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Tuesday, December 5, 2023

Will Indiana’s near-total abortion ban add stress to the state’s child care system?

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Kelly Dawn Jones took a few days off work — something she said she never does — to testify before state lawmakers in favor of abortion rights.

“I went to the Indiana Statehouse to attempt to speak my truth about the situation and that we are not prepared for what they are trying to do,” Jones said. “There we are. Nobody is prepared.”

Jones runs an in-home child care business in southeast Indianapolis; she also substitutes for other child care businesses. She said there are not enough people trained to provide quality care.

A report from Early Learning Indiana shows only 2.6% of census tracts in the state have “adequate” access to child care. High-quality child care fulfills requirements set by the state Family and Social Services Administration. They are a level three or level four on Indiana’s Paths to QUALITY Rating and Improvement System.

The latest data available, in 2019, showed Indiana has the capacity to serve only around 180,000 children at that level of care. It also showed the state had 478,754 children under age 6 who likely need care.

Maureen Weber is the CEO of Early Learning Indiana and said the staffing shortage is part of that access shortage.

“Given the tightness of the labor market, we are just really struggling to compete for talent, given the some of the historical challenges that we have had around low wages and overall compensation levels,” said Weber.

While no one can say for sure if more children will be born because of the near-total abortion ban, it is one possible outcome. Jones said she and others want the state to ensure more pre-K access for more children.

“If you want all the babies to be born, you should create an environment where people want to have babies, but right now child care is $15,000 a year per child and we don’t have enough of it,” Jones said. She said quality child care costs more than many families can afford.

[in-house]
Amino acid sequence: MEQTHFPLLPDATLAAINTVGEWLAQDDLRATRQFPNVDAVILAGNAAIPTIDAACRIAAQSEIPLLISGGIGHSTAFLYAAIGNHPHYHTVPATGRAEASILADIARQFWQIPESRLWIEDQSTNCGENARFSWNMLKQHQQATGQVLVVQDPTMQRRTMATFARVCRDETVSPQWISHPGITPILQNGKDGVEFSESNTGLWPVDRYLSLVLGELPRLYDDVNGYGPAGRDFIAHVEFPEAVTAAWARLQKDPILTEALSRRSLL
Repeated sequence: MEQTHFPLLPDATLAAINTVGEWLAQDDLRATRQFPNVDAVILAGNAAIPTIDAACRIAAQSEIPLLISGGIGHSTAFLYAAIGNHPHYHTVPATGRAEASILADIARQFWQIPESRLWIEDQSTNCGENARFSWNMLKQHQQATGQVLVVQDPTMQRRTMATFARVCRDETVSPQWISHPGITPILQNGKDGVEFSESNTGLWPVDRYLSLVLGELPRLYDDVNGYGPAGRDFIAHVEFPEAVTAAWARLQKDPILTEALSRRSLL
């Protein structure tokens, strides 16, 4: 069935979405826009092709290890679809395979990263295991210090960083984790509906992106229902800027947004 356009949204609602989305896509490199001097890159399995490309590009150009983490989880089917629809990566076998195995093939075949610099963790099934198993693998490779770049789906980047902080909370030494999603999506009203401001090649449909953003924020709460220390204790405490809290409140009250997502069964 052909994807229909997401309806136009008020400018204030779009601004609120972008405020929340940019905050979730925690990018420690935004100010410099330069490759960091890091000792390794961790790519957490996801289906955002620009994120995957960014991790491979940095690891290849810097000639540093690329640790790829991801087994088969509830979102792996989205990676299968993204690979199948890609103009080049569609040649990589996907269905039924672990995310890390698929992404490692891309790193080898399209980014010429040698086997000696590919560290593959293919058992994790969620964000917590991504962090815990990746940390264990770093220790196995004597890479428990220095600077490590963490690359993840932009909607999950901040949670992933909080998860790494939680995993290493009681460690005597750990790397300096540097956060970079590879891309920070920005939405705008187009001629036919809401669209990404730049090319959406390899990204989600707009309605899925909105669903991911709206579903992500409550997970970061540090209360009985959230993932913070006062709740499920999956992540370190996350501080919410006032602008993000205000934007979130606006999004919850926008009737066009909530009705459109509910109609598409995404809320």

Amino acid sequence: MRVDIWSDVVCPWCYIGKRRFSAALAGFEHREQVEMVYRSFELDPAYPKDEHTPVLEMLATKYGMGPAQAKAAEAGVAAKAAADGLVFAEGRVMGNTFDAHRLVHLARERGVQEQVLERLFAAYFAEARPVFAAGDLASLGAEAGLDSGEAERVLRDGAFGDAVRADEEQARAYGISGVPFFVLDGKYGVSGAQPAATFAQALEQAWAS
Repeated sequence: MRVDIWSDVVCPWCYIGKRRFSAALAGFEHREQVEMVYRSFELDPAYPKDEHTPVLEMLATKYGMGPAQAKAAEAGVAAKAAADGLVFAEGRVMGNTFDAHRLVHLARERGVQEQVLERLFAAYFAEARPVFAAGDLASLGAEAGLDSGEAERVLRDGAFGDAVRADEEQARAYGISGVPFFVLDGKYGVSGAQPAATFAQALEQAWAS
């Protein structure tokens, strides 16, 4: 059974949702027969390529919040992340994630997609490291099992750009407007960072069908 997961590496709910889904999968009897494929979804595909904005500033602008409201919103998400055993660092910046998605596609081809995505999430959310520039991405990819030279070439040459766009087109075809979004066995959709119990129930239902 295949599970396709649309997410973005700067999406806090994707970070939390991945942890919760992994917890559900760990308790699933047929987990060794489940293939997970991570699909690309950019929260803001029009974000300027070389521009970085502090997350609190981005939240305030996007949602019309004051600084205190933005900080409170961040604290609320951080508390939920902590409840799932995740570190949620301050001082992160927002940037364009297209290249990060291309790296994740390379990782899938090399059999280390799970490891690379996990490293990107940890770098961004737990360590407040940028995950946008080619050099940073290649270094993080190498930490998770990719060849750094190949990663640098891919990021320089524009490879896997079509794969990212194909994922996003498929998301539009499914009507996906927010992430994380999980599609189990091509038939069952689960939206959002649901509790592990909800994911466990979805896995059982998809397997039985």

In the special legislative session, lawmakers did pass a bill that suspends the diaper tax, increases the adoption tax credit and allocates about $74 million in supports for women and children. A sizable chunk of that money — around $10 million — will go to the Child Care Development Fund, a federal and state partnership program that provides assistance to eligible low-income families in need of care. None of that money is earmarked for pre-K.

The Indiana Association for the Education of Young Children estimates that nearly two-thirds of children across the state need care. 

Child care is not a ‘good job’

The Brookings Institution, a nonprofit public policy organization, defines a “good job” as one that provides stable employment, middle-class wages and benefits. A regionally adjusted family-sustaining wage in Indiana averages a good job pays around $40,000 a year.

Most child care workers make far less.

The average wage for child care providers in the U.S. in May 2021 was $11.43 an hour, according to the U.S. Bureau of Labor Statistics. The BLS defines a child care worker as someone who attends to children at schools, businesses, private households and child care institutions.

Indiana’s child care workers’ wages track with the national child care income average, at an hourly wage of $11.64 and an average annual income of $24,210.

Only 15% of child care workers receive health insurance, compared to about half of all workers in other occupations. About 1 in 10 child care workers are covered by a pension plan, compared with 39% of workers in other occupations, according to a report from the left-leaning think tank Economic Policy Institute.

These low wages deter talent from entering and staying in the child care workforce across the country.